- Once a treehugger, always a treehugger.
I can remember the first time my sister said something intentionally funny. It was a Saturday morning, I was sleeping in, and as usual, Anna saw it as her duty to wake me up. She bounded into our room and onto my bed, and yelled, “Mara! Wake up! You won’t believe it! It’s snowing!”
It was the first of April in Southern California. It was clearly not snowing. But I loved my little sister, so I played along, sat up, and pulled up the window blinds. Anna jumped up and down and yelled “April Fool’s!”
“Aw, you got me!” I said, even though she hadn’t. She must have sensed that, because immediately after, she yelled, “Mara! Daddy’s coming! You’re going to be in trouble! Hide under your pillow!”
I played along this time, too, even though this joke made even less sense. Why should I hide from our father? I hadn’t done anything wrong, and even if I had, my bed was the first place he would look. In fact, he would probably be more annoyed to find me in my bed, when I could be making myself useful doing my homework or unloading the dishwasher.
“APRIL FOOL’S!” Anna yelled again, so loud that I could hear her through the pillow. She giggled, but when I pulled the pillow off my face, her expression changed. She sat on my bed, looking thoughtful, as the sun streamed through her hair and brought out her natural red and gold highlights. I thought there was no way she could get any more adorable, but then she smiled.
“That was pretty lame, wasn’t it?” she said, and we both burst out laughing.
The youngest member of a family is often ignored or overlooked, but it was hard not to notice Anna. She was a remarkably beautiful child: when we went to Japan, everyone fussed over me until they noticed my much more kawaii, blond-haired, green-eyed baby sister. She looked like a living doll.
Anna was also a natural born artist: when she was a baby, she would make complex, perfectly symmetrical patterns on the floor with her blocks, which was both impressive and uncanny. Once she could hold a crayon by herself, there was not a single piece of paper in the house that was not marked with her scribblings. She drew as well as I could by the time she was six.
Most of all, though, Anna was funny. We could prompt her to say the funniest things: one of our favorites was to hold up our father’s work shirt, with the KTLA Channel 5 Logo, and ask her what it stood for. “Simp-sim trial,” she would respond. As she got older, she didn’t need prompting. After two of my then-fifteen-year-old brother Joel’s friends spent the evening with us, five-year-old Anna announced to that she had something to say: she had fallen in love with both of them. Another time she hid under the bed while playing hide-and-seek, but yelled “I’m in the closet!” Sometimes we heard secondhand what she had done, as when our long-suffering father implored, “Anna, please don’t wipe your mouth on the shower curtain.”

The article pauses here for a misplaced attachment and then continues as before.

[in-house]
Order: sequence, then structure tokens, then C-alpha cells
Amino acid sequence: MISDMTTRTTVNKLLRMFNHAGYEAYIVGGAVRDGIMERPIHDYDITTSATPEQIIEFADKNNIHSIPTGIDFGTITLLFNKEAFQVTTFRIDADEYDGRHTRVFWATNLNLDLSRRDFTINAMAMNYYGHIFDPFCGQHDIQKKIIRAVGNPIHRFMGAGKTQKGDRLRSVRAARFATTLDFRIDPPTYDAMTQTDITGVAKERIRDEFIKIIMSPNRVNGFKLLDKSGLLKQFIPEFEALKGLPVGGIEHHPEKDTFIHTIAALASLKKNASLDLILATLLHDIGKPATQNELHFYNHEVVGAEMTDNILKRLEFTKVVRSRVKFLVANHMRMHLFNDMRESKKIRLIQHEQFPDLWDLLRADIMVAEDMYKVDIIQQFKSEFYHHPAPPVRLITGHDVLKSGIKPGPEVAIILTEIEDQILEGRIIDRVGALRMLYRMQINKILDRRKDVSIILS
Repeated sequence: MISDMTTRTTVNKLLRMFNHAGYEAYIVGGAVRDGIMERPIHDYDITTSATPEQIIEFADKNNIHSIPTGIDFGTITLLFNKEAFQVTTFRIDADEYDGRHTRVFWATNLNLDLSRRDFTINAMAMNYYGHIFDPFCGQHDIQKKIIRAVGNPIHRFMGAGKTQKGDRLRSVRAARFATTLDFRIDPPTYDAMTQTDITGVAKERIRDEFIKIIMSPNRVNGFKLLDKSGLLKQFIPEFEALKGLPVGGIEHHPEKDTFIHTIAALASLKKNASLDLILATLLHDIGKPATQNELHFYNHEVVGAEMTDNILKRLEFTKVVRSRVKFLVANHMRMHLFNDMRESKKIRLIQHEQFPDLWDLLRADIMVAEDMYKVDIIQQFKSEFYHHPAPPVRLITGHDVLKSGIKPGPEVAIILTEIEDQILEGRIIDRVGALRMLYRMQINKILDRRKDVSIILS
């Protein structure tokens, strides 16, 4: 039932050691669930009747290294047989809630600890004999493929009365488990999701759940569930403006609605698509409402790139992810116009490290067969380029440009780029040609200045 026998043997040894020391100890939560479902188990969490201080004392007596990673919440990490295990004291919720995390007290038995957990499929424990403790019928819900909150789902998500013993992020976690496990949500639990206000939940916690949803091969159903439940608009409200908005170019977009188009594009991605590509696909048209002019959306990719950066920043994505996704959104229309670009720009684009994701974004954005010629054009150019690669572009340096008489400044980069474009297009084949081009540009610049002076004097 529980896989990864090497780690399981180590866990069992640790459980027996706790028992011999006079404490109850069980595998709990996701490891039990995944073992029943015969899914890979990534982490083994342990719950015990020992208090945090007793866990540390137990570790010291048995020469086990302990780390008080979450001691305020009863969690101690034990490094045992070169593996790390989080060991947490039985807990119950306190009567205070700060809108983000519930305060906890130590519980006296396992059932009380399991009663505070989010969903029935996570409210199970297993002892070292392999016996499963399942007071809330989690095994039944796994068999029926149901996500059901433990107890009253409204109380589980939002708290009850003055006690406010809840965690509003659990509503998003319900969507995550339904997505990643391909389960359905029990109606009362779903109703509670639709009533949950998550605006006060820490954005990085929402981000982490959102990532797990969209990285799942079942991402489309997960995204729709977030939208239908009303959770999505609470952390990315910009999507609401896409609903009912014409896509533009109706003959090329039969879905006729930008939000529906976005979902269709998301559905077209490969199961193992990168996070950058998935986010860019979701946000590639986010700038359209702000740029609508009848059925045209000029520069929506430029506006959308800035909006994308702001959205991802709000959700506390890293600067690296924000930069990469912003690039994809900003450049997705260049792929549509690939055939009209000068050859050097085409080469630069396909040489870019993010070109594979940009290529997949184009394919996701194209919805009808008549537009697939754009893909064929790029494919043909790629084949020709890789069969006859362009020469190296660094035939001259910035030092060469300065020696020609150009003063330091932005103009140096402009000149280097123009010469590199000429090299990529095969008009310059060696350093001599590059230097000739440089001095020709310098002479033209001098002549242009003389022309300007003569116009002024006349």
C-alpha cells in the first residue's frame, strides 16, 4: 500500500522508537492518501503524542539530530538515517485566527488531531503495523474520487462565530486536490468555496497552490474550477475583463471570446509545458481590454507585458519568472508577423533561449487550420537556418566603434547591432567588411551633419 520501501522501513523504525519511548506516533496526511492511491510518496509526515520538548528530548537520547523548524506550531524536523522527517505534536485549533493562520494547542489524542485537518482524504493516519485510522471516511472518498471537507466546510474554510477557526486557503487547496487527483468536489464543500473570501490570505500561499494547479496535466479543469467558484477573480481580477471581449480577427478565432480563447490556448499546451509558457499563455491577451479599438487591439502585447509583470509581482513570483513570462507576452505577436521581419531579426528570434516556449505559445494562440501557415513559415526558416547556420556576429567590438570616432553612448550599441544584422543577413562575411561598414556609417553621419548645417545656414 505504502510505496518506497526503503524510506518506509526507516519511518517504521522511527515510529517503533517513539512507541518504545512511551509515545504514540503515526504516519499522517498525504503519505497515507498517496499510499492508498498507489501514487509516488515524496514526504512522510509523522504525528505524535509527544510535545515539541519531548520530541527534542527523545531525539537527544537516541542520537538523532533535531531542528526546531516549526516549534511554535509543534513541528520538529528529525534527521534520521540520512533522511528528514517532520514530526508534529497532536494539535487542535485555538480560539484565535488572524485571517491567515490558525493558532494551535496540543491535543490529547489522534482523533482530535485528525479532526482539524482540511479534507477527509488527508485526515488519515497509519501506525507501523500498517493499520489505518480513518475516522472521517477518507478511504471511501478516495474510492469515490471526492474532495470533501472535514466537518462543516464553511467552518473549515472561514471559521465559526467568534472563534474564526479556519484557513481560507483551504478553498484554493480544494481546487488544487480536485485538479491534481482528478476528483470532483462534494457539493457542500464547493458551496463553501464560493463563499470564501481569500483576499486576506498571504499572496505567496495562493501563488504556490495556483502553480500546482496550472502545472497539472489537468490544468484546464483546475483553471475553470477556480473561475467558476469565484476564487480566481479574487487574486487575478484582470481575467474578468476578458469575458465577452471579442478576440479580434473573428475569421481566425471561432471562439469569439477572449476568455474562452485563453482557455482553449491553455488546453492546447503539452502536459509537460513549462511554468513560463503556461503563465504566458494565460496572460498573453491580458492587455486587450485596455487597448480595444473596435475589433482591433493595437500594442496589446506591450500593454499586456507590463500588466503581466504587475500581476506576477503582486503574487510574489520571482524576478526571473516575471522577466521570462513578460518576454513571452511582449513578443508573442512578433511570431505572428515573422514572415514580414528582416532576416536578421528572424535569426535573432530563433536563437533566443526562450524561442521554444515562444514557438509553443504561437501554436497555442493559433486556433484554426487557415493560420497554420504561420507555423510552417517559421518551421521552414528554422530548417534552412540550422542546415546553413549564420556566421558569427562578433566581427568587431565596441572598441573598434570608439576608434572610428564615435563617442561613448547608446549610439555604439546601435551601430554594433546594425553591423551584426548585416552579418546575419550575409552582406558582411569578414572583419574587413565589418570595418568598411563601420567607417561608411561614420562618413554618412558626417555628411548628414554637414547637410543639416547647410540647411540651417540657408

Today, March 22nd, Anna will turn twenty. She was funny as a kid, and she’s funny now. Sometimes it’s intentional, and sometimes it’s not. Here are twenty things my sister has actually said. The ones she said as a child or a teenager include her age, but the rest are things she has actually said in the past few years.
1. THREE-YEAR-OLD ANNA (Pointing at a Hello Kitty stuffed toy): Take it out of here! It scares me!
My brother Danny remembered this one. I’m sure I teased her mercilessly until someone reminded me of my equally ridiculous and irrational fear of ALF.
2. ME (Seeing Anna walking around with her arm out of her dress’s neckhole): Anna, why are you wearing your dress like that?
FOUR-YEAR-OLD ANNA: Because I want to get a real job!
3. NINE-YEAR-OLD ANNA (To my first boyfriend, on the start of our second date): Her chest is really comfortable to put your head on. You should try it!
He responded, “If she’ll let me…”
4. THIS CLIP FROM FAMILY GUY: You’re a McDonald, not a whore!
TEN-YEAR-OLD ANNA: Ha ha ha ha ha! (To me) What’s a whore?
I never should have left Adult Swim on. My response, after a long silence, was “Um, you remember Moulin Rouge? Remember what Satine did? It’s the bad name for one of those.” She probably thought it was a derogatory term for someone who sings and dances.
5. ME: If God can be anything God wants to be, what do you think God is?
TEN-YEAR-OLD ANNA: A taco.